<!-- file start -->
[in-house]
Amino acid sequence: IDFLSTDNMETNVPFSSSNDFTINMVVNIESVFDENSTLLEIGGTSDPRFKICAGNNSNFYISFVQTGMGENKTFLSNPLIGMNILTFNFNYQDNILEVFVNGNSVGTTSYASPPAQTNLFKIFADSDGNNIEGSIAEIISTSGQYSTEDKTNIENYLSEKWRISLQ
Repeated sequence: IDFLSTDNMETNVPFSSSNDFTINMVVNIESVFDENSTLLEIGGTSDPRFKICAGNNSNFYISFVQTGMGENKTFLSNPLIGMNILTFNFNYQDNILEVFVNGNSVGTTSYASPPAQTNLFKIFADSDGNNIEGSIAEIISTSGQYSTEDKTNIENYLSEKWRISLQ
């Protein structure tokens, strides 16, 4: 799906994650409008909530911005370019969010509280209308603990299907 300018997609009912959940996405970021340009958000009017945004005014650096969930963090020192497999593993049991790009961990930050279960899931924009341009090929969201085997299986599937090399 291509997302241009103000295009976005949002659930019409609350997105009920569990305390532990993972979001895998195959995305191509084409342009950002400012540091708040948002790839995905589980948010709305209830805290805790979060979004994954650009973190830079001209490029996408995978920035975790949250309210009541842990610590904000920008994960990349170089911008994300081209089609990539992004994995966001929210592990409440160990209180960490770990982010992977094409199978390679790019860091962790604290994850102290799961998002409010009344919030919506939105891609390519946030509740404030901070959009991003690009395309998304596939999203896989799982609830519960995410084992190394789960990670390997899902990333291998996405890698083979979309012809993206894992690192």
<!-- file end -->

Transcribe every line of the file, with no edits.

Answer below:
[in-house]
Amino acid sequence: IDFLSTDNMETNVPFSSSNDFTINMVVNIESVFDENSTLLEIGGTSDPRFKICAGNNSNFYISFVQTGMGENKTFLSNPLIGMNILTFNFNYQDNILEVFVNGNSVGTTSYASPPAQTNLFKIFADSDGNNIEGSIAEIISTSGQYSTEDKTNIENYLSEKWRISLQ
Repeated sequence: IDFLSTDNMETNVPFSSSNDFTINMVVNIESVFDENSTLLEIGGTSDPRFKICAGNNSNFYISFVQTGMGENKTFLSNPLIGMNILTFNFNYQDNILEVFVNGNSVGTTSYASPPAQTNLFKIFADSDGNNIEGSIAEIISTSGQYSTEDKTNIENYLSEKWRISLQ
């Protein structure tokens, strides 16, 4: 799906994650409008909530911005370019969010509280209308603990299907 300018997609009912959940996405970021340009958000009017945004005014650096969930963090020192497999593993049991790009961990930050279960899931924009341009090929969201085997299986599937090399 291509997302241009103000295009976005949002659930019409609350997105009920569990305390532990993972979001895998195959995305191509084409342009950002400012540091708040948002790839995905589980948010709305209830805290805790979060979004994954650009973190830079001209490029996408995978920035975790949250309210009541842990610590904000920008994960990349170089911008994300081209089609990539992004994995966001929210592990409440160990209180960490770990982010992977094409199978390679790019860091962790604290994850102290799961998002409010009344919030919506939105891609390519946030509740404030901070959009991003690009395309998304596939999203896989799982609830519960995410084992190394789960990670390997899902990333291998996405890698083979979309012809993206894992690192």